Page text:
Rate Of Return. Given a beginning market value ($bmv) and an ending
market value ($emv), the rate of return is calculated as
($emv - $bmv)/$bmv
If there are intervening cash flows between the beginning market value
and the ending market value, they are each represented by a hash ref
containing the keys 'mvpcf' (market value prior to cash flow) and 'cf'
(cash flow). The return is caculated by determining the rate of return
between each cash flow and then linking the returns together. In this
case, the beginning market value and the ending market value are
treated as zero cash flow events; that is:
EMV is treated as {mvpcf => EMV, cf => 0}
BMV is treated as {mvpcf => BMV, cf => 0}
The rate of return is in decimal form (0.02) for a return of two
percent (2.0%).
=item linked_ROR
my $ror = linked_ROR(0.02, -0.02, '3.5%');
Given previously calculated multiple rates of return, calculate the
overall rate of return. The rates are linked using the algorithm:
o Convert any percentages to decimal (/100).
o Add 1.00 to each rate
o Multiply all the rates together
o Subtract 1.00 from the result
o Convert to percentage (* 100)
The function properly interprets strings with percents signs by
dividing by 100 before using the value in any calculation.
The rate of return is in decimal form (0.02 for a return of two
percent).
=item ized_ROR
my $ror = ('7.0%',12);
Given a rate of return, and a number of periods, calculate the rate of
return for each period. In our example, the 7.0% return is annual. We
want to find the monthly return (12 months in one year). The calculation is:
((ROR + 1.0) ** (1.0/numPeriods)) - 1.00;
The rate of return is in decimal form (0.02 for a return of two
percent).
=back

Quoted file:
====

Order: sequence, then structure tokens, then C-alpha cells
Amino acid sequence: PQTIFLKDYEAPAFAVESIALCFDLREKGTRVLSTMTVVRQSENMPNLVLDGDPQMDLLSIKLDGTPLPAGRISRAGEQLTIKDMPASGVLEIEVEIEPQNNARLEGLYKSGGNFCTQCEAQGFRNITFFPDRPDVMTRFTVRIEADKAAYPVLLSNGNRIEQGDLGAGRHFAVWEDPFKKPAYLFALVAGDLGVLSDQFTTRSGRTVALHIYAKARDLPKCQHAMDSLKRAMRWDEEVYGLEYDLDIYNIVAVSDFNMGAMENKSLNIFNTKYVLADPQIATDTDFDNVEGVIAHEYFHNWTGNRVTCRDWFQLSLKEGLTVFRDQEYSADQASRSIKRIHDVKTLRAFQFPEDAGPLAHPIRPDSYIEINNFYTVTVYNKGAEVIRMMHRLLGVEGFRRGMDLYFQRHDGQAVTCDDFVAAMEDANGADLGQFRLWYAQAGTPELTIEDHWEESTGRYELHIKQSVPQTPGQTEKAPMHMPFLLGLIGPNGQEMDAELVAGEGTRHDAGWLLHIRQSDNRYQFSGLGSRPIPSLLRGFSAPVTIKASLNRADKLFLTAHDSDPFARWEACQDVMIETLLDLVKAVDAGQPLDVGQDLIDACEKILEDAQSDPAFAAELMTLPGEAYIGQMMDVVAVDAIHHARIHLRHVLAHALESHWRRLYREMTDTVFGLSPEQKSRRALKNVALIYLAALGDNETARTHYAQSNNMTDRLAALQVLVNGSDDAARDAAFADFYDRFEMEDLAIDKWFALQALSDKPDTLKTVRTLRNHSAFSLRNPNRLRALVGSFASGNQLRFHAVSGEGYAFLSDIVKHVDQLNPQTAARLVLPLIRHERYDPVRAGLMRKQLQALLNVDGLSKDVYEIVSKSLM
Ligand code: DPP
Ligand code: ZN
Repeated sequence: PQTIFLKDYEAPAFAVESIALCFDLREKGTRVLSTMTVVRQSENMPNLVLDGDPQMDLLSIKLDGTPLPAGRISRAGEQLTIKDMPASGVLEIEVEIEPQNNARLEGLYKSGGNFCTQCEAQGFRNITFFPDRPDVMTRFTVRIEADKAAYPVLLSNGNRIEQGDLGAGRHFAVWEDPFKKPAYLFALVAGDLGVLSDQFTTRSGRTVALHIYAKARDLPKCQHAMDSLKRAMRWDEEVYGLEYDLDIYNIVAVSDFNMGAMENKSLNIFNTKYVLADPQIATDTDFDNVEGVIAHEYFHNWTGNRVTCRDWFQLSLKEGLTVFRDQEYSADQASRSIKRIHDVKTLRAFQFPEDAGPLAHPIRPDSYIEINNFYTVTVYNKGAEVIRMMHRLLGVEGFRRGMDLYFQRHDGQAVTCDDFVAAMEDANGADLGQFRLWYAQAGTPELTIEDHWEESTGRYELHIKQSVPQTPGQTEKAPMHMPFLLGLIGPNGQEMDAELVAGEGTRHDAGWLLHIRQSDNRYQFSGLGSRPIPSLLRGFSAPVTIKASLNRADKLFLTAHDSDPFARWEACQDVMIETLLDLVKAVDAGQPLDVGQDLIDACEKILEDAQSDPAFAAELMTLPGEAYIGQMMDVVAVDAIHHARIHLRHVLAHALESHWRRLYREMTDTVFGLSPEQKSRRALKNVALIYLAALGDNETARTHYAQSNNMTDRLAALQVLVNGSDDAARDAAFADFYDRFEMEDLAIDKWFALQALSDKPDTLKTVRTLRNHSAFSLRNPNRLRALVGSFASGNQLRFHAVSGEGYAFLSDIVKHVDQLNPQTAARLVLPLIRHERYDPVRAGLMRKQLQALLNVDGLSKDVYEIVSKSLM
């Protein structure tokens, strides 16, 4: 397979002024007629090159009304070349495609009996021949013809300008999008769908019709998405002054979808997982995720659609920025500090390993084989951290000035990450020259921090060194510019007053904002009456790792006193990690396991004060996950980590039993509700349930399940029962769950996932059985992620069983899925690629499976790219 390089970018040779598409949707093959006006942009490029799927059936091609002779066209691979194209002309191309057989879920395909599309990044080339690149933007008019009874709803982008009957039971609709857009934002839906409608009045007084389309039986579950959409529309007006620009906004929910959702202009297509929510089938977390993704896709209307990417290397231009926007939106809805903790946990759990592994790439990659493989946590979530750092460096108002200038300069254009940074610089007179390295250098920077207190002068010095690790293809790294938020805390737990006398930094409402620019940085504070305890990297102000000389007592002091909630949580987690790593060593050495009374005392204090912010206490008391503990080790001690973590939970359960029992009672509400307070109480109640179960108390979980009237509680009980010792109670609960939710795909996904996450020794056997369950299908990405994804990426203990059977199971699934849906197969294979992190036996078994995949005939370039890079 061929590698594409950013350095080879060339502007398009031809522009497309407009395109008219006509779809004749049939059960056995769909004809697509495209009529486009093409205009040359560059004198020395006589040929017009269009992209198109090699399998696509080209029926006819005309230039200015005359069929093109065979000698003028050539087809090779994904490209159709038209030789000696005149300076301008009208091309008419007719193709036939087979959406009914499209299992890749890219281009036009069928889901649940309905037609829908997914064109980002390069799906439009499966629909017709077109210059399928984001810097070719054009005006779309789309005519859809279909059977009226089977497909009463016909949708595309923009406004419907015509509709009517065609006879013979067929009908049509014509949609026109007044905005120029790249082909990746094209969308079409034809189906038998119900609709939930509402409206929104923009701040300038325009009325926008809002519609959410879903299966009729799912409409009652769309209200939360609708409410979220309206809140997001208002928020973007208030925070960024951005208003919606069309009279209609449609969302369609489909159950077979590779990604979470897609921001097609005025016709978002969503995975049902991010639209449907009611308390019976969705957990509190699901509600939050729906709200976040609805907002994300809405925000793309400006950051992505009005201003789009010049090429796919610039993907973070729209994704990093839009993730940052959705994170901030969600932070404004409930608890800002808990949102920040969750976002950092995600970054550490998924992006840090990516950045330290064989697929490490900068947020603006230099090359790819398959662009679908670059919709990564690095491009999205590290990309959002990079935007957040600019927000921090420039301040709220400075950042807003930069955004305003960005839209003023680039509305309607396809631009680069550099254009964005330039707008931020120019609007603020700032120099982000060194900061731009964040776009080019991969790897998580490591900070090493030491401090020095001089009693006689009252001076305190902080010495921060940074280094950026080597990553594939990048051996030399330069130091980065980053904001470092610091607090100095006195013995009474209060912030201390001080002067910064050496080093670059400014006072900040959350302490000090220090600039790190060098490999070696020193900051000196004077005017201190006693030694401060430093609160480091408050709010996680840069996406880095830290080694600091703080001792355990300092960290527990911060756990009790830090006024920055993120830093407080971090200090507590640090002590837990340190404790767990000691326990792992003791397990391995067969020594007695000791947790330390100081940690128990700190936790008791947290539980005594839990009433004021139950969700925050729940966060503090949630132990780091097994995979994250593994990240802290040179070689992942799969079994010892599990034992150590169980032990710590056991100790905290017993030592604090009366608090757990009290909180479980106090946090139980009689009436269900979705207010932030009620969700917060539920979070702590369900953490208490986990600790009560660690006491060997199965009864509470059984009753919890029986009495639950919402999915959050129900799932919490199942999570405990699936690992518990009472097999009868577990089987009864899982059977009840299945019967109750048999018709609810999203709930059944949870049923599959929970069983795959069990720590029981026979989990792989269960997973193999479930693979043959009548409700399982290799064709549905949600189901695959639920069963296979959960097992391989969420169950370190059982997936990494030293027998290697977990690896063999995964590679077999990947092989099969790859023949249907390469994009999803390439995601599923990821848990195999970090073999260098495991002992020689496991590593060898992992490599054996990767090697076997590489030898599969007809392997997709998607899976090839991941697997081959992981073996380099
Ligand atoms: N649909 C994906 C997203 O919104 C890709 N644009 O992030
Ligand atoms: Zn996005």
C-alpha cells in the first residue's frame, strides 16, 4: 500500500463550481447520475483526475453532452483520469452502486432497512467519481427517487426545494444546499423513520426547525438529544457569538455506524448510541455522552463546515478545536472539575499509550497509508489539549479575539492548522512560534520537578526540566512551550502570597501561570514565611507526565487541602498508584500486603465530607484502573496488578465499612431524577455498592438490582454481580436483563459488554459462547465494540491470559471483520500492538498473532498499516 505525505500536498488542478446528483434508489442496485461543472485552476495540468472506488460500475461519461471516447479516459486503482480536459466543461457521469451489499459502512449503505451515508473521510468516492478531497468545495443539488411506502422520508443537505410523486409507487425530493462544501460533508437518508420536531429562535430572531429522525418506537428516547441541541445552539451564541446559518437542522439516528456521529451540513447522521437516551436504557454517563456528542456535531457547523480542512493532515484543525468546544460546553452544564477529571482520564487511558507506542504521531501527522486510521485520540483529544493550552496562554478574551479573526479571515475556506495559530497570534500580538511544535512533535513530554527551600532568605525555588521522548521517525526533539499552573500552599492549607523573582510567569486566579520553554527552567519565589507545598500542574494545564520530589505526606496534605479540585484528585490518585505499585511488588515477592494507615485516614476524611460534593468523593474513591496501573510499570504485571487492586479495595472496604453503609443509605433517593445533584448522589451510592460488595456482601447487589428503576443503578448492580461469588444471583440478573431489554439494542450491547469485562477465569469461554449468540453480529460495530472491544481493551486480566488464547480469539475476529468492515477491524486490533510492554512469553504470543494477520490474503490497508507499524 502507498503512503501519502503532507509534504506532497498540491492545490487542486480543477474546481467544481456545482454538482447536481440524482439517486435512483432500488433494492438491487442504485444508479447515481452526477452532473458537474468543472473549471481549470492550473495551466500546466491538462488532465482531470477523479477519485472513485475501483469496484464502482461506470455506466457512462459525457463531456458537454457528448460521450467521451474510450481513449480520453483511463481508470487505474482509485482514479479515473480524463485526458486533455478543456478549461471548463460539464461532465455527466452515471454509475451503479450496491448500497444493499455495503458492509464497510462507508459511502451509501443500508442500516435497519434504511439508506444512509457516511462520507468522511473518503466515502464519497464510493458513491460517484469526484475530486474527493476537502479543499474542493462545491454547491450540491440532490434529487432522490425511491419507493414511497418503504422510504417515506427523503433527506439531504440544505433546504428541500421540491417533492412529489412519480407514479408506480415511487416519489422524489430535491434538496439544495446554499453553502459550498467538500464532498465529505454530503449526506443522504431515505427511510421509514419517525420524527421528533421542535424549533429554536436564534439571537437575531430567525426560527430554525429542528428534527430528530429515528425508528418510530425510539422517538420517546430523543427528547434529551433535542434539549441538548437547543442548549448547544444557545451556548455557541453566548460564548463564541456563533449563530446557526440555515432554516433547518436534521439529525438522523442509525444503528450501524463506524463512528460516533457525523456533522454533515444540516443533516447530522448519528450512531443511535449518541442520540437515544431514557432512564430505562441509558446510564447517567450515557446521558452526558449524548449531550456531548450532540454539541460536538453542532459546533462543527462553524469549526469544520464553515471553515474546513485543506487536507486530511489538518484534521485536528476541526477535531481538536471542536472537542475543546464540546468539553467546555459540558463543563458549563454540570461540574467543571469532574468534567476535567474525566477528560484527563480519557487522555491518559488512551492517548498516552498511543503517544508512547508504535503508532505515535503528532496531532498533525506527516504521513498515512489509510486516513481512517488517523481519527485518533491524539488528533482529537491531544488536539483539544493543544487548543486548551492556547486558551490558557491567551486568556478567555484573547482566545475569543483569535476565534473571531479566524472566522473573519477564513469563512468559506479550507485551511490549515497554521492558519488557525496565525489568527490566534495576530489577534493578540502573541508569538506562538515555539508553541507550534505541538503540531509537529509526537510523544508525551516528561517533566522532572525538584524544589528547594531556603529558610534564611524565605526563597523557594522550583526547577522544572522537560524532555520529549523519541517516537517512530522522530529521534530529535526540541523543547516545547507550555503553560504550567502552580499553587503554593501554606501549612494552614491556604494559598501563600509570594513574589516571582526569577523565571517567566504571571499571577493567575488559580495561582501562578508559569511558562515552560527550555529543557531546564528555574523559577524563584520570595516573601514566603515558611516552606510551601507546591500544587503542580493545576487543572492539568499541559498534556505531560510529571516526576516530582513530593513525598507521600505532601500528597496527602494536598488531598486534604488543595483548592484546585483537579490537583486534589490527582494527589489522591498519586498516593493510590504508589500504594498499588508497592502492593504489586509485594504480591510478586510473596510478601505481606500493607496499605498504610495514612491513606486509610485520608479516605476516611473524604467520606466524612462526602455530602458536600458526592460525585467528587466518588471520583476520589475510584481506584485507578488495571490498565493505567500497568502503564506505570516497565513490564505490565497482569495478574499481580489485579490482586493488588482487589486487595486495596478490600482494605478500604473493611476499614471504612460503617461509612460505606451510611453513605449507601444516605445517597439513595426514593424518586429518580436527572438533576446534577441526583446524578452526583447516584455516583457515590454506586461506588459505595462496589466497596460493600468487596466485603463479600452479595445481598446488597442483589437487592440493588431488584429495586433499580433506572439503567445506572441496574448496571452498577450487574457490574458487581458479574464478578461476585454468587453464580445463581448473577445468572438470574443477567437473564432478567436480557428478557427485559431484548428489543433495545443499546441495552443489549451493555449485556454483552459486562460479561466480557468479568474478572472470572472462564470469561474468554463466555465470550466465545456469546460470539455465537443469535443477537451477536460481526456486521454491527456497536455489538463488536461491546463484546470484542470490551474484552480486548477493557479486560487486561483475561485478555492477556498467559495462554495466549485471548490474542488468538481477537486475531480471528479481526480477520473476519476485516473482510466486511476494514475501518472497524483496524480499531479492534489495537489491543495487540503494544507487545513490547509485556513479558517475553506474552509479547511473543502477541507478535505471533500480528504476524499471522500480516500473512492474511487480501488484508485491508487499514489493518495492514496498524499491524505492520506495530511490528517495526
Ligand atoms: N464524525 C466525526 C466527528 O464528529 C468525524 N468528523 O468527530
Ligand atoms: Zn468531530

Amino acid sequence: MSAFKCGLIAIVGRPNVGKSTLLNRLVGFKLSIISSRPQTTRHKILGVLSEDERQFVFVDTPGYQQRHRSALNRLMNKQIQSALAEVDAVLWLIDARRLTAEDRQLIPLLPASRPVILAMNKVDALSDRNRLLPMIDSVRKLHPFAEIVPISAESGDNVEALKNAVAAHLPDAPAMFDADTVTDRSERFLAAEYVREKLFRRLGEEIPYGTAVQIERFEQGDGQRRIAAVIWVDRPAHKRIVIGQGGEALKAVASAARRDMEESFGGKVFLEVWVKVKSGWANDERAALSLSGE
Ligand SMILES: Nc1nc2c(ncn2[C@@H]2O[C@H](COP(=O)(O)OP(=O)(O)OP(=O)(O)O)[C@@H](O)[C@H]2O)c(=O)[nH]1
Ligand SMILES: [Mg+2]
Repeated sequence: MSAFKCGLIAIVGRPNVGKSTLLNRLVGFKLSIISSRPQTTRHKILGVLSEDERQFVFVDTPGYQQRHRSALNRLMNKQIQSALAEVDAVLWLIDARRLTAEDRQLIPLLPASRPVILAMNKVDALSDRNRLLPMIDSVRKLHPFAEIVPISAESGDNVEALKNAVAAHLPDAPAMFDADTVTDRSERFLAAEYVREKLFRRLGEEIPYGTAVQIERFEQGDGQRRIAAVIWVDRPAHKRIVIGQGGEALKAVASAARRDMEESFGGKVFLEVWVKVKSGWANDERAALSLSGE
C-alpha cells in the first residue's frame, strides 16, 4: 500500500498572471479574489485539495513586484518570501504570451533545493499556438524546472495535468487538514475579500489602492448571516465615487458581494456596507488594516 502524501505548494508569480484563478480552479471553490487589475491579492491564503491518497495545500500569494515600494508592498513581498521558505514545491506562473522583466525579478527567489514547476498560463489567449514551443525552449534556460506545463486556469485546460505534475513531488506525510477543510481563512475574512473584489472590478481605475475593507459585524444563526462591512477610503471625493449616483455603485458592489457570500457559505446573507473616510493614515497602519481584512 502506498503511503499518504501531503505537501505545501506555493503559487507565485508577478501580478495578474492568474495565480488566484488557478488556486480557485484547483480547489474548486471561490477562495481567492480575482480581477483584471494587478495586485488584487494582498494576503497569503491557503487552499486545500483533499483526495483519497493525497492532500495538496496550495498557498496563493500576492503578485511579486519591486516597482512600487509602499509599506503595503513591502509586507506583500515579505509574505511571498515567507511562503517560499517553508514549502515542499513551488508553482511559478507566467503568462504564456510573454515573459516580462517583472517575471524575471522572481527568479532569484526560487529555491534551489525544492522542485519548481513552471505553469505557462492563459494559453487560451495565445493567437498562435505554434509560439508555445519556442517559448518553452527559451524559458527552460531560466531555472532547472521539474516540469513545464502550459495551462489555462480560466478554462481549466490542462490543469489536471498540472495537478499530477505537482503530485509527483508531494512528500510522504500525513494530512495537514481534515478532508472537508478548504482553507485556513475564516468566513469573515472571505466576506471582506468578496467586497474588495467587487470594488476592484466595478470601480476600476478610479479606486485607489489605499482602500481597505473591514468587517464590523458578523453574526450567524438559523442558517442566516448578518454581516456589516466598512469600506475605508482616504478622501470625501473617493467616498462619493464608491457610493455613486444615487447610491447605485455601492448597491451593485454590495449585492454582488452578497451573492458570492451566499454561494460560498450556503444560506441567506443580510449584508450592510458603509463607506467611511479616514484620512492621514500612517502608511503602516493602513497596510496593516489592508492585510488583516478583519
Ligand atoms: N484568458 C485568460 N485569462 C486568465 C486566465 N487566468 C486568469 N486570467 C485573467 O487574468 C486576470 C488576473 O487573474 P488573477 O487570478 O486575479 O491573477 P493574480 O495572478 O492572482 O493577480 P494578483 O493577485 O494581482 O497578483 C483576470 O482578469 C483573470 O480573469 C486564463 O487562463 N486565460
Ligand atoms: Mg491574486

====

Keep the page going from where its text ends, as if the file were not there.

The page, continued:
=head2 GLOBAL CONFIGURATION
=over 4
=item return_percentages
If this function is called with an argument of 1, all of the rates of
return that are returned from the functions will be strings in
percentage form; i.e. '7.45%' instead of 0.0745. Setting to 0 turns
this off. This eliminates the need for doing the math and adding the
percent yourself in a known display circumstance.
If called with arguments, the B value is returned.
If called with no arguments, the current value is returned.
=item trace
If this function is called with an argument of 1, the steps in ROR and
link_ROR will be printed as they are executed. This does impose a
speed penalty. Setting to 0 turns this off.
If called with arguments, the B value is returned.
If called with no arguments, the current value is returned.
=head2 CAVEATS
=over 4
The module does not do any extra special handling with regards to
precision. The first example above
print ROR(20_000,21_567.87);
happily returns a value of
0.0783934999999999
on my Linux box. In matters of precision, you have two choices:
=item 1
Use regular Perl scalar floats as arguments and round the final result.
=item 2
Use numeric objects whose behavior can be controlled as arguments. The
only requirements for such an object are that addition, subtraction,
multiplication and division ae overloaed for the object. For example:
use Math::FixedPrecision;
print ROR(new Math::FixedPrecision(20_000),
new Math::FixedPrecision(21_567.87));
results in
0.08
Two (and only two) decimal places are returned because the most
precise term is the 21_567.87 value, two decimal places.
If you want more precision, ask for it:
use Math::FixedPrecision;
print ROR(new Math::FixedPrecision(20_000),
new Math::FixedPrecision(21_567.87,4));
resulting in
0.0784
Be forewarned that using numeric objects as opposed to native Perl
numeric data types can result in loss of speed (see the example script eg/eg.pl in
the distribution). YMMV. Test before using in a production scenario.
=back
=head1 SEE ALSO
L.
=head1 AUTHOR
Matthew O. Persico, Epersicom@cpan.orgE
=head1 COPYRIGHT AND LICENSE
Copyright (C) 2004 by Matthew O. Persico
This library is free software; you can redistribute it and/or modify
it under the same terms as Perl itself, either Perl version 5.6.1 or,
at your option, any later version of Perl 5 you may have available.
Before using in a production environment, you should independently
verify that the results obtained match what you expect. I have to the
best of my ability checked the results of this module, but I do not
present any warrantee or guarrantee that the module is free from
error.
=cut